Tillich had it down cold. I thrilled at the reformulation of the slogan of the Reformation which Lutherans had got wrong by abbreviating it: justificatioin through faith by grace, had turned into justification by faith, which meant you had to believe something unbelievable and then you were saved. Tillich exposed the distortion with “accept the fact that you are accepted in spite of being unacceptable.” Well, it had a certain ring at the time.

I had to return to Luther because I was caught copying a book report. It was Workman: On Monasticism. It forced me back for another year and then I transferred to Harvard because Tillich was there. I remember the moment, reading the acceptance letter, standing at the back door, off the driveway, in North Milwaukee. I was going to go to Harvard and study with Tillich.

I remember another moment, a few years later, when Bob Kimball said “you lucky bastard,” or something like that, when we were in Tillich’s apartment for a seminar and I said “why?”, and he said “you are going to succeed me as Tillich’s assistant for his last two years and he is going to teach a four semester sequence in Western thought: “The Self-Interpretation of Man” and you get to give every third lecture.”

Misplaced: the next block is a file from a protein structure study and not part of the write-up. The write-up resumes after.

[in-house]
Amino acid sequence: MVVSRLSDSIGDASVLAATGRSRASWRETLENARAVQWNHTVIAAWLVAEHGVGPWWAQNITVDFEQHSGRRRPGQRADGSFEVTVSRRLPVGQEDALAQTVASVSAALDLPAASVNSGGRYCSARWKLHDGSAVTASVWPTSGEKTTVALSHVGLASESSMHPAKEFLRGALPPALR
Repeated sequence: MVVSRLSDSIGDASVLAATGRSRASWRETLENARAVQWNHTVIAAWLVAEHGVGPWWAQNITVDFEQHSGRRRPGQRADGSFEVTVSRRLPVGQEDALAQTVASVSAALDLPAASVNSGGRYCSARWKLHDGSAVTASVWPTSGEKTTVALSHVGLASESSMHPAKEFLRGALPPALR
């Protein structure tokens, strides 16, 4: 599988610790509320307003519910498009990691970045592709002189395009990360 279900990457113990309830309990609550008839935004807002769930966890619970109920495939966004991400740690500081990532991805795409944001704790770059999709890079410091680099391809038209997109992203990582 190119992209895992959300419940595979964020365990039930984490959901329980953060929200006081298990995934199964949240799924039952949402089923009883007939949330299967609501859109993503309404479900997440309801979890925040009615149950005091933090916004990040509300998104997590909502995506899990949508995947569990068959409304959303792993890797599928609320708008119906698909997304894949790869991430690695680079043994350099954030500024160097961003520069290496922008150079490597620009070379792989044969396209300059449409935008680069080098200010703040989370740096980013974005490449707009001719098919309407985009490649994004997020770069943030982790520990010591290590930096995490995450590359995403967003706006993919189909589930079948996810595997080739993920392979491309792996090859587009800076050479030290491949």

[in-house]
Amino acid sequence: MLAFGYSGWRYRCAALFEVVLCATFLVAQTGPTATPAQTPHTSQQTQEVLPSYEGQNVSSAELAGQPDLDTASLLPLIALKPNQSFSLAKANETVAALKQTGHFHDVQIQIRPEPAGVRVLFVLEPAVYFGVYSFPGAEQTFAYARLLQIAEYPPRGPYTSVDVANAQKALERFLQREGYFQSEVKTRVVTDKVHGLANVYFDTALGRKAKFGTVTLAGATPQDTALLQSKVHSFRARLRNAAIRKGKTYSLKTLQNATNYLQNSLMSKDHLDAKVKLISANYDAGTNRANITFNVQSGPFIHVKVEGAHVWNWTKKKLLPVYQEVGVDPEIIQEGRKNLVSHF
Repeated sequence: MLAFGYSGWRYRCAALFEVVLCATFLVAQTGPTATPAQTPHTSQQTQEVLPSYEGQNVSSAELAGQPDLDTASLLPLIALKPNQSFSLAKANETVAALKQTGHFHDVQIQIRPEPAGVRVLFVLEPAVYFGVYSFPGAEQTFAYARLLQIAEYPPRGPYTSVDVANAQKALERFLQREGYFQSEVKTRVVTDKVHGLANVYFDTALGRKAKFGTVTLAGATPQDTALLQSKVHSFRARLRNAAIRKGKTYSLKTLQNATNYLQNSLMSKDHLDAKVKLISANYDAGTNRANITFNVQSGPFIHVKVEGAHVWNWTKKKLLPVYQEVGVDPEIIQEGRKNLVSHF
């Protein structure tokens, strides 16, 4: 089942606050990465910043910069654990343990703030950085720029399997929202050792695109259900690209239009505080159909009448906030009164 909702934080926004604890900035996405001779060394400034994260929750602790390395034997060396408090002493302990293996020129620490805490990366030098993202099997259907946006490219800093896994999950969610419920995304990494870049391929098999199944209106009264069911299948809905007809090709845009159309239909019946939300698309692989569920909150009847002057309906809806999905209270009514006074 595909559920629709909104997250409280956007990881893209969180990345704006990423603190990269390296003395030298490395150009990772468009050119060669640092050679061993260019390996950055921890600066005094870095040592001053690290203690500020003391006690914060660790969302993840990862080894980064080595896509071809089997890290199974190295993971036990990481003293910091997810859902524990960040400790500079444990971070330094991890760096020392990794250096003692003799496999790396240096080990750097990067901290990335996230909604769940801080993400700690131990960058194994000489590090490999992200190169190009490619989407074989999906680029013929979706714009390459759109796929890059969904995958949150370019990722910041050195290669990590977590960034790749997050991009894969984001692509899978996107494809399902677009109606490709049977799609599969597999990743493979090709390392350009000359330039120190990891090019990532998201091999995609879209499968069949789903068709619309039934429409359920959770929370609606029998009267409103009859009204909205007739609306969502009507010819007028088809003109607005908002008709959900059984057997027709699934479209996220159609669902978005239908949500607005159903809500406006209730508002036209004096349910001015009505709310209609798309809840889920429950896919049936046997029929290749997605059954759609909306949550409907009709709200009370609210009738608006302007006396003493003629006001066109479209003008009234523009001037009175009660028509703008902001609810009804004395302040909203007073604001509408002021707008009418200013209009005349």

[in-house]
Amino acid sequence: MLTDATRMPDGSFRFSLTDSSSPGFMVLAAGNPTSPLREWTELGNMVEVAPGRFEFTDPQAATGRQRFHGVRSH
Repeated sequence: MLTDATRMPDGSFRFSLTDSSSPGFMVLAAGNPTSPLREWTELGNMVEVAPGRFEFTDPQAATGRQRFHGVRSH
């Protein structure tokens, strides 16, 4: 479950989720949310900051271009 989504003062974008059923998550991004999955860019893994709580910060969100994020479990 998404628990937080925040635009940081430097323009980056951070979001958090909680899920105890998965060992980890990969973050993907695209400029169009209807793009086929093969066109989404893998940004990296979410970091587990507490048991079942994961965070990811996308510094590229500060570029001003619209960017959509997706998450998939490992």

I thought: “I can do that.”

I also had to read all the papers and give all the grades and I was so dumb, I didn’t think of asking for help. There were six hundred students in the class. The story about throwing papers down a long stairwell and grading accordingly, struck me as a really good idea.

One time Tillich took me by surprise and said: “How come you never ask me to do anything for you?” Like what? Tie my shoes? I didn’t know what to ask for. It was like my youth in Milwaukee and not knowing what to say to a girl. You mean you can just say: “Kiss me!”?

There had been an interlude the year or two before I assisted Paulus. It was my Bonhoeffer period. It was partially liberating and it made it even better to associate with him again and re-connect. I needed a little leverage and a little relief from my discipleship. Bonhoeffer, moreover, gave me the date for what Paulus called the end of the Protestant Era. It ended with Bonhoeffer’s execution.

The Post-Protestant Era would be lived out under the sign of “justified godlessness,” in a world come of age. In spite of Bonhoeffer’s Barthian rejection of Tillich, when he said that the world threw him from it’s saddle in his attempt to understand it, like a previous Paul, from his horse, he was the pre-eminent theologian of a secular Christianity. “Justified Godlessness,” which Eberhard Bethge told me summed up Bonhoeffer’s view, would be a good title for a book on Tillich.